According to Progress Energy, real time pricing rates reflect the marginal cost of energy or the cost of operations and maintenance and energy losses incurred in delivery - referred to as resistance. Certain tariffs and the cost of providing additional energy during peak hours are also included in the rate.
Any time usage rises above the baseline, which might usually occur around 3 p.m., or the hottest part of a summer day, the base is subject to higher than normal costs. Something the base general, essentially a city manager, closely watches.
Some military installations in hot climates, such as those in Arizona and on islands Guam and Cape Hatteras, N.C., have instituted adjusted or reduced working hours to combat high energy bills, said Jeff Ricks, a retired U.S. Navy electronics technician now working to manage Lejeune's energy demand.
"Tropical hours they called them. Normally worked from six 'til two," he said.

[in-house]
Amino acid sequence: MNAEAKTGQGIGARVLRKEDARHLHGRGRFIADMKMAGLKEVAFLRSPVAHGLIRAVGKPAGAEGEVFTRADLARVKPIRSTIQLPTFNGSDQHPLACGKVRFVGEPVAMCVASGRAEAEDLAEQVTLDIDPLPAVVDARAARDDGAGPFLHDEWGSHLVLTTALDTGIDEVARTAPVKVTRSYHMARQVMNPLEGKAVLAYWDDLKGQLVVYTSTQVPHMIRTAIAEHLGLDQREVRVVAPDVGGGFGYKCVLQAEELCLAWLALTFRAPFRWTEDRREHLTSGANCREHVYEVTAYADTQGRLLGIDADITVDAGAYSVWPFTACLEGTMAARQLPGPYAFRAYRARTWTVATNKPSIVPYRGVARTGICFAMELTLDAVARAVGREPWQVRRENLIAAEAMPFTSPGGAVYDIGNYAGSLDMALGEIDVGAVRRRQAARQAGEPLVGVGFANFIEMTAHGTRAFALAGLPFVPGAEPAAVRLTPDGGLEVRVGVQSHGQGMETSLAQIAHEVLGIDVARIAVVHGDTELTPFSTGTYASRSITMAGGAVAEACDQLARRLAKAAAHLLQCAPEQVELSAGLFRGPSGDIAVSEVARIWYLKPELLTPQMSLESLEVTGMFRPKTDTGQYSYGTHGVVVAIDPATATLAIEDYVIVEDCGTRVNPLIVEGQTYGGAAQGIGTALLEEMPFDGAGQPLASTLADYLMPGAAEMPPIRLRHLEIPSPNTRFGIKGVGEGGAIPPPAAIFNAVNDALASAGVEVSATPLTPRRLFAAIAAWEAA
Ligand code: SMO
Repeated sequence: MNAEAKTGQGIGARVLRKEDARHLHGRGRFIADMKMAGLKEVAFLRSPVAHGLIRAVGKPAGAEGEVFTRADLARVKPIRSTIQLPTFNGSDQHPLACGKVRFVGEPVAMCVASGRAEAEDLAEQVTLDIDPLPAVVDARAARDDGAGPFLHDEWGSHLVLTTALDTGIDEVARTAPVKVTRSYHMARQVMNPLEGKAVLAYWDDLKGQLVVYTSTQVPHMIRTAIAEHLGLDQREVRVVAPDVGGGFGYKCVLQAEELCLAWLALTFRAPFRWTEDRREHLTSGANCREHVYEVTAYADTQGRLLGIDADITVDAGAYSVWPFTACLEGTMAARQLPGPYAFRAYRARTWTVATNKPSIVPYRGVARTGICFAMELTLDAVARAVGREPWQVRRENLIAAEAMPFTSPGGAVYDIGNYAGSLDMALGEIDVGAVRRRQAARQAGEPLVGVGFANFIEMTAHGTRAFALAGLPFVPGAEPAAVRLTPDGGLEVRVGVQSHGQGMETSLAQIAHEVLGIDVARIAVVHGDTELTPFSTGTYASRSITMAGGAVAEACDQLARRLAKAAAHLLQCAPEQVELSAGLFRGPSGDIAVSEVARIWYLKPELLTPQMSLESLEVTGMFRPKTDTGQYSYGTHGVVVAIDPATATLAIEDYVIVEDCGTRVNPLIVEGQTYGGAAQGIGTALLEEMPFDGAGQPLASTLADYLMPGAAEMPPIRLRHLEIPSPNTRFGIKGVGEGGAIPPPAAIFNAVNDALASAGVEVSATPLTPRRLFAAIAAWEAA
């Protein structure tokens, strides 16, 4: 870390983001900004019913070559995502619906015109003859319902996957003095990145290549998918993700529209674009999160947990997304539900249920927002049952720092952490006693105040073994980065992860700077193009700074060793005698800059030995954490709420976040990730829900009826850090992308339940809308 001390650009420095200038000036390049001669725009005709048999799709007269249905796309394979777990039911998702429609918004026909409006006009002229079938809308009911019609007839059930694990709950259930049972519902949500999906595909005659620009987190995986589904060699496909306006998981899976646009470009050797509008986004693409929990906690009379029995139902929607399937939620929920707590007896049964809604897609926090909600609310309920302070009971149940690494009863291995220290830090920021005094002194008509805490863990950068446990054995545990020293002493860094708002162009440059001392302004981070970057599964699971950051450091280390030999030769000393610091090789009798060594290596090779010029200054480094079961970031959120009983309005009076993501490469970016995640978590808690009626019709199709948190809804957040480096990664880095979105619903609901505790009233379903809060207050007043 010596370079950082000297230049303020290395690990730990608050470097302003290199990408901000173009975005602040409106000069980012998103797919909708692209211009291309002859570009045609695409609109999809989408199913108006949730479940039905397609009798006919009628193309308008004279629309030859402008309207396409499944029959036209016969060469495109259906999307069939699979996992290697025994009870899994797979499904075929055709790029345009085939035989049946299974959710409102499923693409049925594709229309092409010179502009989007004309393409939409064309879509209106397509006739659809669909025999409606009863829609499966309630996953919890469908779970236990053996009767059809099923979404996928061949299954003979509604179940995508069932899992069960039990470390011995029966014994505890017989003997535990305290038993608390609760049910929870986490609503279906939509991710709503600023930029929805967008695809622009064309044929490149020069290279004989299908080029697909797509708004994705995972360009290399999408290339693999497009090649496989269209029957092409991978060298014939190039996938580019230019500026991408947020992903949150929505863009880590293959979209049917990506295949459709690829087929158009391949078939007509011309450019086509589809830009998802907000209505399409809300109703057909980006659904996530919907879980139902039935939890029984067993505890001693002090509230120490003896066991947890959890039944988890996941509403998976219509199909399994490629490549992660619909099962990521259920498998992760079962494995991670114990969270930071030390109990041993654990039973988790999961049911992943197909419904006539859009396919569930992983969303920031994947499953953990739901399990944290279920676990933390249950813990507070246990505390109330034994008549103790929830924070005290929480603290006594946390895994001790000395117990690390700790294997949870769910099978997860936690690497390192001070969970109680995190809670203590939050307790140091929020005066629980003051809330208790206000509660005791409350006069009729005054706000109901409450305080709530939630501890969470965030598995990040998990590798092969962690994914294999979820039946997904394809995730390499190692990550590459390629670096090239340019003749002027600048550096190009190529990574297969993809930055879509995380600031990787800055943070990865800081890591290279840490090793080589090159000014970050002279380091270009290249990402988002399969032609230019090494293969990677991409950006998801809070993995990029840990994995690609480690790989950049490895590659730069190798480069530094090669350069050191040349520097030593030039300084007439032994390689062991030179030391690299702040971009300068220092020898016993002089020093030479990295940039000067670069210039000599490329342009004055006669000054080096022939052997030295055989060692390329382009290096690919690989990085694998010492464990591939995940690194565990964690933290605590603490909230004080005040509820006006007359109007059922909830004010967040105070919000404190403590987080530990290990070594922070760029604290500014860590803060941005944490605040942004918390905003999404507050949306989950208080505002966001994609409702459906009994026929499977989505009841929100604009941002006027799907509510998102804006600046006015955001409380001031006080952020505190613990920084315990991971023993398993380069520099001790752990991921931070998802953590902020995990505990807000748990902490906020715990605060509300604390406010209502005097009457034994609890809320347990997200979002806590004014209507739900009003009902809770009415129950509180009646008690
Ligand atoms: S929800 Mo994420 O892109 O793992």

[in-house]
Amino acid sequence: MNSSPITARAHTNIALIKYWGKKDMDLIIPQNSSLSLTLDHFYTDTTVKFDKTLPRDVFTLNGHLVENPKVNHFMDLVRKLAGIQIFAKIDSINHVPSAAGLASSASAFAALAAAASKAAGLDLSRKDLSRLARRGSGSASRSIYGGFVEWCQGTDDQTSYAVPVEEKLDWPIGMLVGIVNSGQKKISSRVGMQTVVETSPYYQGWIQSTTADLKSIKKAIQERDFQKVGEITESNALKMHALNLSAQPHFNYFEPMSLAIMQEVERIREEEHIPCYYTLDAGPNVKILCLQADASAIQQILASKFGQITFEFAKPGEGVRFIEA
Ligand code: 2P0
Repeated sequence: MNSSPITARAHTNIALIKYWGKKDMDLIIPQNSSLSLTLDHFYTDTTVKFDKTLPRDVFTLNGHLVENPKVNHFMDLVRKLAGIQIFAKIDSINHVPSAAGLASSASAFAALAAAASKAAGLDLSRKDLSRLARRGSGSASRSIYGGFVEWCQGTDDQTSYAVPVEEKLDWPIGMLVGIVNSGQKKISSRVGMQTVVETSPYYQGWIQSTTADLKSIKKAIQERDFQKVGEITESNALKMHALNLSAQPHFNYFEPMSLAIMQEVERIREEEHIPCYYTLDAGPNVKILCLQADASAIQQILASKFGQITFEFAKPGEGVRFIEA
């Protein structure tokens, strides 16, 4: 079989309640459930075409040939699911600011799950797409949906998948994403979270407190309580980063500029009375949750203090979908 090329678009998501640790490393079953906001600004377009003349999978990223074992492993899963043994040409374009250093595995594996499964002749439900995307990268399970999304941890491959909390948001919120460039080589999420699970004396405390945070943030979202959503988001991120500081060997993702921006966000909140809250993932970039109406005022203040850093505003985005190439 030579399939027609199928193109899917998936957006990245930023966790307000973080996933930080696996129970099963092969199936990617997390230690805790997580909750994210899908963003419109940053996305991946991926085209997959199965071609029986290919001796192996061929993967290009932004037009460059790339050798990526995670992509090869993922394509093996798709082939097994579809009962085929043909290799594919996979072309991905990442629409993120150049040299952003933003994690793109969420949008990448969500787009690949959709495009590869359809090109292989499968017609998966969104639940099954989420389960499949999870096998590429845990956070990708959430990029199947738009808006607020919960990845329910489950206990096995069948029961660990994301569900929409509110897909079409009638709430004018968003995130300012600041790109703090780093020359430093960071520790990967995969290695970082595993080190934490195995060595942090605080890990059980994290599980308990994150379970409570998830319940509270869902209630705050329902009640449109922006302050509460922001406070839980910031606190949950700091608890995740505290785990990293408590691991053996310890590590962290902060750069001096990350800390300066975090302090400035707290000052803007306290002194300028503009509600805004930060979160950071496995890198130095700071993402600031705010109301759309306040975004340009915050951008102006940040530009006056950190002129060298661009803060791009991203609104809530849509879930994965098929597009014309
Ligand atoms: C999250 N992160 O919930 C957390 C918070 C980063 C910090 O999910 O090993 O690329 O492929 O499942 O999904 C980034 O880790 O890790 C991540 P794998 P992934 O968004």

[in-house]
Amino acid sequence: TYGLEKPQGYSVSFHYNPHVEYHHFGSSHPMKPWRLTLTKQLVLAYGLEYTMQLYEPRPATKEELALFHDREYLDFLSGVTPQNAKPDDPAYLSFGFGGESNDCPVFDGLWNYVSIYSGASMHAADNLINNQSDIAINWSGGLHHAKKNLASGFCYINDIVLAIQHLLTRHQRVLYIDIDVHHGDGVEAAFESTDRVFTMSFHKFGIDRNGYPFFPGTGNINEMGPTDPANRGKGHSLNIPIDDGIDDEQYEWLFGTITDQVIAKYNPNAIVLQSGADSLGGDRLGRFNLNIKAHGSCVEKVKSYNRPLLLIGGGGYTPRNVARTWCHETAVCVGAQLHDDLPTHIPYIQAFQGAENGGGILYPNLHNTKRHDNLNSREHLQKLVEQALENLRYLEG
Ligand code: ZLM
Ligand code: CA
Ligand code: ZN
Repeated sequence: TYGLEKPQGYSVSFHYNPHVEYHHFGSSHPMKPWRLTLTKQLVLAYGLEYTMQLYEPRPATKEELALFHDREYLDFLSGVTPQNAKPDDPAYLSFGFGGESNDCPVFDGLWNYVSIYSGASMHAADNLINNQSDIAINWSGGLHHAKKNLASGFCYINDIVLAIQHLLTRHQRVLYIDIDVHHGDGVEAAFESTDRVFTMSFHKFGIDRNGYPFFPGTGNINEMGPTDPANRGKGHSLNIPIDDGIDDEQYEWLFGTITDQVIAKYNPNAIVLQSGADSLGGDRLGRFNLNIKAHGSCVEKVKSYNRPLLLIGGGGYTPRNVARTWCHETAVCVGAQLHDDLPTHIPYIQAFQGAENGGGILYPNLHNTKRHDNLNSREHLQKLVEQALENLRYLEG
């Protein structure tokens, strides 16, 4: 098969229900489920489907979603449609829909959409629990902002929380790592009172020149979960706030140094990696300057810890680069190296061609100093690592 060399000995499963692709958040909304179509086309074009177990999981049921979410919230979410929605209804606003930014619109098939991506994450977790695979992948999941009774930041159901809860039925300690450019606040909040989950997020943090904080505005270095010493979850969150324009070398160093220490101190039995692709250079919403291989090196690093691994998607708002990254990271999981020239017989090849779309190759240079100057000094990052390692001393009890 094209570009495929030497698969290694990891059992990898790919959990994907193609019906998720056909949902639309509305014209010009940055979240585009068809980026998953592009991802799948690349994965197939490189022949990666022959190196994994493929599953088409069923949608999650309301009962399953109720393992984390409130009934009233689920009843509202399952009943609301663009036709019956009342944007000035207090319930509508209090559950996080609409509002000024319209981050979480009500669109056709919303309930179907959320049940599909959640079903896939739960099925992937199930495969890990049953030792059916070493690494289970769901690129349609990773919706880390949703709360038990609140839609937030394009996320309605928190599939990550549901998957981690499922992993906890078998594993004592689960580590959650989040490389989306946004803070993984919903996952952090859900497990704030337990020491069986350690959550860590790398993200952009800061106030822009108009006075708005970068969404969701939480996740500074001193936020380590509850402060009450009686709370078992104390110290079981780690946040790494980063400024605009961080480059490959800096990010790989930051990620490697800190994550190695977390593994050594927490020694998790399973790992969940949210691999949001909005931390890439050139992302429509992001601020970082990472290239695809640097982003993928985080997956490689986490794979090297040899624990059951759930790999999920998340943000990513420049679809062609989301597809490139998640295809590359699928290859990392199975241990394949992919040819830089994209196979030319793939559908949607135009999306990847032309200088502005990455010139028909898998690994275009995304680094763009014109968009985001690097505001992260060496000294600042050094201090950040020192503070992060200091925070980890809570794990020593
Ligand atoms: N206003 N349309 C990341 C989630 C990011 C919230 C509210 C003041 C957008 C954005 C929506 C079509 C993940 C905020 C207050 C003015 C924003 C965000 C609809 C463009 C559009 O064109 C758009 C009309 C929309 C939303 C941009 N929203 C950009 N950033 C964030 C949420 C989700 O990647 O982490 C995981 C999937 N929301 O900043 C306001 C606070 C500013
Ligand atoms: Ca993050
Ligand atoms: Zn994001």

"Some months we save ten thousand dollars. Other months we pay ten thousand more than usual," said Jim Sides, base assistant utilities director.
Hence, the rational behind the base energy office's periodical Energy Alert messages broadcast via e-mail and energy conservation education programs at Lejeune schools. Energy-saving projects by students, teachers, school administrators and base personnel here were recognized by the Department of Energy recently. Through their efforts, energy spending was reduced by nearly six percent from 2002 to 2003, thereby saving $35,000.
Costly renovations that save money